And then there’s Reno, who frankly leaves all his credibility at the door. When not complaining about the state of American food and coffee, he somehow realises something that all the experts have conveniently overlooked - that Nick knows more than anyone else about what’s going on - and kidnaps him in order to set up the encounter with Godzilla’s brood in the guts of Madison Square Garden. Reno leaves no cliche about the French unturned in his toe-curling depiction, again not so much his fault as that of the script, but you hope he was well paid.
The silly plot - Godzilla is the result of French nuclear testing in the Pacific; fully grown at 300 feet (I think), he travels to Manhattan island to lay his eggs (where else would you go, after all?) - is in thrall to the only reason you would have gone to the cinema to see the movie in the first place. Independence Day featured some awesome visual effects, and Godzilla is no different in this respect. The permanent nightscape of a Manhattan in which it’s always raining might have been cited by critics as an excuse to cover up for the fact that any amount of CGI can’t make the lizard look real, and perhaps there’s something in that, though the overall effect is impressive. Even better rendered are the ‘Godzookies’ who show up later in the film, though by this stage the similarities in dinosaur encounters between this and the altogether superior Jurassic Park can’t be avoided. Godzilla’s babies are clearly the velociraptors; the main man doubles for T-Rex even if he’s a far cleverer beast than Spielberg’s monster. One of the keys to Jurassic Park working so well was that the dinosaurs, for all their otherworldly scariness, behaved like animals. The Tyrannosaur’s memorable attack on the kids’ car was frightening because you could imagine it happening exactly like that. Far from this stab at realism is Godzilla, who can use the labyrinth of skyscrapers in New York to fox pursuing helicopters, and knows enough about heat-seeking missiles to guide one straight into the path of a submarine. Had they frozen the movie at one stage in order for Graham Chapman’s major to enter the foreground, wielding his baton at the screen and demanding ‘Stop that, it’s silly!’ I wouldn’t have been the least bit surprised.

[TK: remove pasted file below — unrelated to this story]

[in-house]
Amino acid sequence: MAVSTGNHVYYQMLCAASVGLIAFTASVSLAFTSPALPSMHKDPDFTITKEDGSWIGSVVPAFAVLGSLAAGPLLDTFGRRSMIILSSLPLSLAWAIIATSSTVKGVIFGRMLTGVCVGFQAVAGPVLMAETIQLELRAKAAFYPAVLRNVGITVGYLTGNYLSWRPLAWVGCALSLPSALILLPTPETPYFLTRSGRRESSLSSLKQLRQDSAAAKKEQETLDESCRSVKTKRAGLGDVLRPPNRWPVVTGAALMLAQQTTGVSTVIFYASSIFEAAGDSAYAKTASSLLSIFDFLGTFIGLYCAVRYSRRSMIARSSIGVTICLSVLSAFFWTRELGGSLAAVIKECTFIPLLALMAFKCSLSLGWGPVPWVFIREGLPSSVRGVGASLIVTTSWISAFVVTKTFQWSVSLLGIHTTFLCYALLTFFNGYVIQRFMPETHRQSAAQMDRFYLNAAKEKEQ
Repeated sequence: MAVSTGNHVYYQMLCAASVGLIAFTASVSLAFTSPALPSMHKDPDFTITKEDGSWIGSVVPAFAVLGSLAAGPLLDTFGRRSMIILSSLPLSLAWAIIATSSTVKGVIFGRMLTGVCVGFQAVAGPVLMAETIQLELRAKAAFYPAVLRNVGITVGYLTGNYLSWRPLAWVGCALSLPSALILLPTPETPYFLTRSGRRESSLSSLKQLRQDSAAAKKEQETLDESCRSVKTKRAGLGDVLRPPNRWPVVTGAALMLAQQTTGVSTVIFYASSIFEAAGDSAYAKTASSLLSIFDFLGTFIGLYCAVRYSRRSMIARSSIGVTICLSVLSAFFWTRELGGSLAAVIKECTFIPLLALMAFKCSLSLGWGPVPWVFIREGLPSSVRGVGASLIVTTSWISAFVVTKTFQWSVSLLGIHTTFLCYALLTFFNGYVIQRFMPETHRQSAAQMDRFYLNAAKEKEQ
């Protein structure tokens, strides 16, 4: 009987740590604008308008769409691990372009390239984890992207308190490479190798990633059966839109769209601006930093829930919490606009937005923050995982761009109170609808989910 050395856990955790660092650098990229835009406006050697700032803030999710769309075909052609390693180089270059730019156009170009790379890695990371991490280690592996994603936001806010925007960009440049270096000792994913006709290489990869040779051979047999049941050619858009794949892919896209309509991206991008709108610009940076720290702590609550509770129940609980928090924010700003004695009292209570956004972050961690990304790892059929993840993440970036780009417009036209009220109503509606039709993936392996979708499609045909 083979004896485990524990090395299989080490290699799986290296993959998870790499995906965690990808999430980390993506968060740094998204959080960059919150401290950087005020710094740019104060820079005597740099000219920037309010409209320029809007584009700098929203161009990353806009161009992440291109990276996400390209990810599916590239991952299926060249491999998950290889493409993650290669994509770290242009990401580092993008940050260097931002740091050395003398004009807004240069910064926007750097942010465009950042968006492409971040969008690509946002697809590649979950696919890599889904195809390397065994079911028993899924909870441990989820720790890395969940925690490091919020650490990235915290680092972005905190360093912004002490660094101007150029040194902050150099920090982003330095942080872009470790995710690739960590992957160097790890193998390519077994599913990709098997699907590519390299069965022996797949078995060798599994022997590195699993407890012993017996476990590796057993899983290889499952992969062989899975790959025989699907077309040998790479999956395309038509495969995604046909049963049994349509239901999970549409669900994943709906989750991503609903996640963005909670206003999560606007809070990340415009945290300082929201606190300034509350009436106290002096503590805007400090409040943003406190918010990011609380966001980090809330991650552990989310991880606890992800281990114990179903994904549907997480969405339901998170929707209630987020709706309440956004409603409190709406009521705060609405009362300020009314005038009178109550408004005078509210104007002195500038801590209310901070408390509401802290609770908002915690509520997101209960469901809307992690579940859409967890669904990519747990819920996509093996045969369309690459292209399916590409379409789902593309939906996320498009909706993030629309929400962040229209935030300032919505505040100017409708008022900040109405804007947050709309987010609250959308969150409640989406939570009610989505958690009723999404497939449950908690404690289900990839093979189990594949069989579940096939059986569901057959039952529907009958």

All this makes worse the death of Godzilla. Having shot at the poor bugger for the duration of the picture, once he actually croaks the rest of the cast remember their King Kong and start feeling sorry for him. There seems to be no reason for this than the fact it happened in King Kong and there’s a chance that audiences’ sympathies may lie with the lizard. The scene is a rare stab at pathos, one in which we are invited to share thanks to engineers cranking up the sound of the rain and sparing us David Arnold’s overblown score for a moment.
Elsewhere, Godzilla plays for laughs.Whereas Independence Day kept its tongue in its cheek whilst telling its story more or less as straight, in this one everybody involved seems to be fully aware that none of it should be taken the least bit seriously. The consequence is a complete lack of any real threat whilst Godzilla trashes Manhattan, because why should anybody watching be bothered when the characters plainly aren’t? Indeed, even when half their city lies in ruins it appears most New Yorkers would come out with a cheeky quip rather than get upset, something that oddly enough wasn’t the case when a real-life devastating incident rocked it several years later. Now, where do I go to get my £1.99 back?